Let it now be assumed that contact arms 43` and 45Yhave been moved into engagement with each other at the start of an oli-peak period which, for illustrative purposes, may be assumed to be l2 midnight. The two heating coils 6| and 63 will immeditealy be energized and it is to be understood that the wattage transformed intoheat in coil 6I is such that it will cause increase of temperature of the bimetal bar 53 so that it will move into engagement with its cooperating contact member in` about four hours while the Wattage transformedl into heat in heatingV coil 63will require only two hours to cause closure of the bimetal bar 5.1 and engagement with the ilxed contact member.

Let it be further assumedthat thetemperature of the heat storage mass is on the order of 600 F. so that switches 49 and 5|' will be in the open position while switch 41 will be in the closedposition.. In aboutfour hours after start. of an. oi-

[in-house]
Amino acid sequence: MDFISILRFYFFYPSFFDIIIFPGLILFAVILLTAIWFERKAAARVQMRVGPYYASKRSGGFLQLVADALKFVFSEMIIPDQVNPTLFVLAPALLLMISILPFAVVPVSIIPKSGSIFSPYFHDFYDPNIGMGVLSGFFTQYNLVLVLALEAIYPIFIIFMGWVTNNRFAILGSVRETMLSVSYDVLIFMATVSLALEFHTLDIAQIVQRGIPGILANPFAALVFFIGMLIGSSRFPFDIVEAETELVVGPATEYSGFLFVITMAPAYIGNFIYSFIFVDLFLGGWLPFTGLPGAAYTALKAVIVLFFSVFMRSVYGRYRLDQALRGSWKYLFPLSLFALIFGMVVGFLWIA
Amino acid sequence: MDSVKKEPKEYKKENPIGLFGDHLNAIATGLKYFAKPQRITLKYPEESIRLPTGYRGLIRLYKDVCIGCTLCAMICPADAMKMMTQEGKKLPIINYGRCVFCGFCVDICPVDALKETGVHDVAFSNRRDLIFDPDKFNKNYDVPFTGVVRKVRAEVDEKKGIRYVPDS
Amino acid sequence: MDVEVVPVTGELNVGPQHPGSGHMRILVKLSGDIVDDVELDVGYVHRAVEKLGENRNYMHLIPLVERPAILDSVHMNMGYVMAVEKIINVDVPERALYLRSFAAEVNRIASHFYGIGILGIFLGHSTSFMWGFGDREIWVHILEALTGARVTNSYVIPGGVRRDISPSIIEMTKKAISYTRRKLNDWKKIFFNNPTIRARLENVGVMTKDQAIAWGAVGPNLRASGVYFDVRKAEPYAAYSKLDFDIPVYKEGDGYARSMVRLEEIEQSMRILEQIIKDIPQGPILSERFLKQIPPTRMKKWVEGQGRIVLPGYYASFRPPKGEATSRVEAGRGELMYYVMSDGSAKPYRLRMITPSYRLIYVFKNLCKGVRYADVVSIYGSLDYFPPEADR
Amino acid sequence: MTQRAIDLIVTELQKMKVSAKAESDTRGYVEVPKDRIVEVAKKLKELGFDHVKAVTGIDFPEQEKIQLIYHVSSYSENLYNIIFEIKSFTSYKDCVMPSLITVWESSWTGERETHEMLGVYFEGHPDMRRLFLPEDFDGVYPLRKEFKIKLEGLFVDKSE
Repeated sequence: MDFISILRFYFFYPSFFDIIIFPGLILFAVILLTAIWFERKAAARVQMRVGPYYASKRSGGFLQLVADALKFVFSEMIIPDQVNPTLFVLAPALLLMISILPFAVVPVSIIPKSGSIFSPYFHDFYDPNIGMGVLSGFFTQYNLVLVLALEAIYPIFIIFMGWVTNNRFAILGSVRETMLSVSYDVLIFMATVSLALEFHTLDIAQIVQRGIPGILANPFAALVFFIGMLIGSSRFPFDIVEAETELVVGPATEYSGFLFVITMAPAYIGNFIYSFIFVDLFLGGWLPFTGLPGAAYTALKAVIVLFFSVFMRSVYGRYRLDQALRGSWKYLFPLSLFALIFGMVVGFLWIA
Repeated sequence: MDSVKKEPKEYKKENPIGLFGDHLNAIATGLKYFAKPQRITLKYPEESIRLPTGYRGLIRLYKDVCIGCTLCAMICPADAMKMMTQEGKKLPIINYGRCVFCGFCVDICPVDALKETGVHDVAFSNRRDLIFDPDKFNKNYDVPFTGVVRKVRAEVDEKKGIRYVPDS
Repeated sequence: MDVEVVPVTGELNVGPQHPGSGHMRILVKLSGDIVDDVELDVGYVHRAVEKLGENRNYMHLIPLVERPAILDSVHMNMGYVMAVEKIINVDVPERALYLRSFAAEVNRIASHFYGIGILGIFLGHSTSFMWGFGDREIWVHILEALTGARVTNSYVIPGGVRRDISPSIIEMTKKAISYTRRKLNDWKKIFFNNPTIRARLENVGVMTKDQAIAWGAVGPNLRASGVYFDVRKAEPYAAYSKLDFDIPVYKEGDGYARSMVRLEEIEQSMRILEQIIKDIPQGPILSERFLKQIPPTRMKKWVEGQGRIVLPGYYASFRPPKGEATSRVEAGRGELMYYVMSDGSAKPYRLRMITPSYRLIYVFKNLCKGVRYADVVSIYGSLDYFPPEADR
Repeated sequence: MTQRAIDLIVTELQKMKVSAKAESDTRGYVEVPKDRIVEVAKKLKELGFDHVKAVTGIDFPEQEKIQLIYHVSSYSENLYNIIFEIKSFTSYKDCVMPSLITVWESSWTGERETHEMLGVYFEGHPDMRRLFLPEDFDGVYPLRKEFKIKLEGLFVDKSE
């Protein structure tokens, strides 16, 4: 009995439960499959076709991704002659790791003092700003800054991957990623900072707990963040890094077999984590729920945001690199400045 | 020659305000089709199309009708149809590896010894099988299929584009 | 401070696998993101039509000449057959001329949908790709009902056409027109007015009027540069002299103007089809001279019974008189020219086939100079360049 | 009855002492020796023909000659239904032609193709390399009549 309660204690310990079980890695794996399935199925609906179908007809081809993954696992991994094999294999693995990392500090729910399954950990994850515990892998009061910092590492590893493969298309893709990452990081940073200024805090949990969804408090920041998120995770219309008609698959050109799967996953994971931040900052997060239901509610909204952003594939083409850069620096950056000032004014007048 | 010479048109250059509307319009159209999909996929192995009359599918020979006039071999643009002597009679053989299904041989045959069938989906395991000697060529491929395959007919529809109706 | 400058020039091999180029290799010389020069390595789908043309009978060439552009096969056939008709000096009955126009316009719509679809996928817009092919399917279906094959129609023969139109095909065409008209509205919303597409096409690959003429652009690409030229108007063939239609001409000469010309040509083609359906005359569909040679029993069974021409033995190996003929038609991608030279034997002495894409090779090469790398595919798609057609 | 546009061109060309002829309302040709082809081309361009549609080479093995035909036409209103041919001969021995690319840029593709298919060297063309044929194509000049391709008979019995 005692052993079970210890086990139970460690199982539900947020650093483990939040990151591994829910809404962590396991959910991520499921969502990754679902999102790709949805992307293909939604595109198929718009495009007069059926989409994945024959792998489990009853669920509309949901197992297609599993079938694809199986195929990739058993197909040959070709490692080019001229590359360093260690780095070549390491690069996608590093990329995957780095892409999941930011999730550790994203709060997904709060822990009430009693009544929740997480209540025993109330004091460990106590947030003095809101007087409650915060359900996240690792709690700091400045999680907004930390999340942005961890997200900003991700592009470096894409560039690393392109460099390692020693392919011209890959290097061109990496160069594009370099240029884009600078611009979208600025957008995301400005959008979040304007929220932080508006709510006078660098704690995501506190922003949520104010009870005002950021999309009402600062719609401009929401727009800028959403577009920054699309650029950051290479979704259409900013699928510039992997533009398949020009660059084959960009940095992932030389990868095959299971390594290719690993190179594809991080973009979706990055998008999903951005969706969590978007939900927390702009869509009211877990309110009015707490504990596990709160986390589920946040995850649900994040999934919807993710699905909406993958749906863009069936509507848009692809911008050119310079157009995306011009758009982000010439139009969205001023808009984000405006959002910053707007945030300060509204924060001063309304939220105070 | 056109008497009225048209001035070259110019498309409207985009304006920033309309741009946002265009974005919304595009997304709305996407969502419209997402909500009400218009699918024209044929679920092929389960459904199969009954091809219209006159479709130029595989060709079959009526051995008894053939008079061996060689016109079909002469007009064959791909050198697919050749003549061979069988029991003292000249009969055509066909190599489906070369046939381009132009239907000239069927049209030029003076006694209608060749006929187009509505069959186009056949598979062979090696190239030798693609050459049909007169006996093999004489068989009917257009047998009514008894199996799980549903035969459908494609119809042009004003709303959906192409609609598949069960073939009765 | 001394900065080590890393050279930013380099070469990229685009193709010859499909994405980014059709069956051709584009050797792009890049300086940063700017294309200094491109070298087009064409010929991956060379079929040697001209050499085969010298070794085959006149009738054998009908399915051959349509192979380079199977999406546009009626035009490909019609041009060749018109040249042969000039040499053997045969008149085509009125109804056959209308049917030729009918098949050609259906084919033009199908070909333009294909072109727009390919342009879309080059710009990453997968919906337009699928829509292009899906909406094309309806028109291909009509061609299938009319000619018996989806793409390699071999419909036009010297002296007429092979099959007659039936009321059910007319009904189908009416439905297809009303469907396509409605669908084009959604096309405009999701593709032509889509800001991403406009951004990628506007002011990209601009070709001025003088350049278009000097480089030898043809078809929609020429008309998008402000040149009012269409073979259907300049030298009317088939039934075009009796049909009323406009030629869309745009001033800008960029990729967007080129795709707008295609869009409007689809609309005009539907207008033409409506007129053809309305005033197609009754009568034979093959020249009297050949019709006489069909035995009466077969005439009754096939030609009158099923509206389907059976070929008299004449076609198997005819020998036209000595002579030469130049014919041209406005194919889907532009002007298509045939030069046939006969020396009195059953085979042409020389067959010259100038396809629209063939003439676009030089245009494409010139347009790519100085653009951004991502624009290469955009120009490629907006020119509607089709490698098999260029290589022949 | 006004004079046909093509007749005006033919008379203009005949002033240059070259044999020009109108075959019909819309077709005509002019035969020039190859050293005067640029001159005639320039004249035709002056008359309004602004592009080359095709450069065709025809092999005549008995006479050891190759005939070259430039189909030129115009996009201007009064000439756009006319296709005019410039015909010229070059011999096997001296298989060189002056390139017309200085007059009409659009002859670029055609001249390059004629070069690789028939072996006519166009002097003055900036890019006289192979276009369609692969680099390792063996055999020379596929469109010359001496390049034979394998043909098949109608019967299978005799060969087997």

peak period and closure of the time controlled switch 4| an energizing circuit through 'seater 2| will be closed traceable as follows: from supply circuit conductor 23, through the closed switch 4|, conductor 65, bimetal bar 53, conductor 55, through closed switch 41, conductor 61, heater 2| and then through conductor 69 and coil 1I to the second supply circuit conductor 251 This energization of heater 2| will be effectivel to store additional heat in the heat storage mass |9, the time delay as well as the temperature at which switch 41 is closed and the time delay of bimetal bar 53 being so selected that in the two hours remaining of an off-peak period, which is assumed to end at 6 a. m., suicient heat will be generated by heater 2| to cause a temperature rise of the heat storage mass to a value on the order of 800 F. If the temperature of the heat storage mass I9 should be just below the point of opening of switch 41 at the time of opening of time controlled switch 4|; then the heater 2| will continue to be energized' by. the control switch 13, while if the temperature of the heat storage mass I9 is slightly above the value at which switch 41 opens before opening of time controlled switch 4|, switch 41 will open before opening of the time controlled switch 4| and deenergize heater 2|.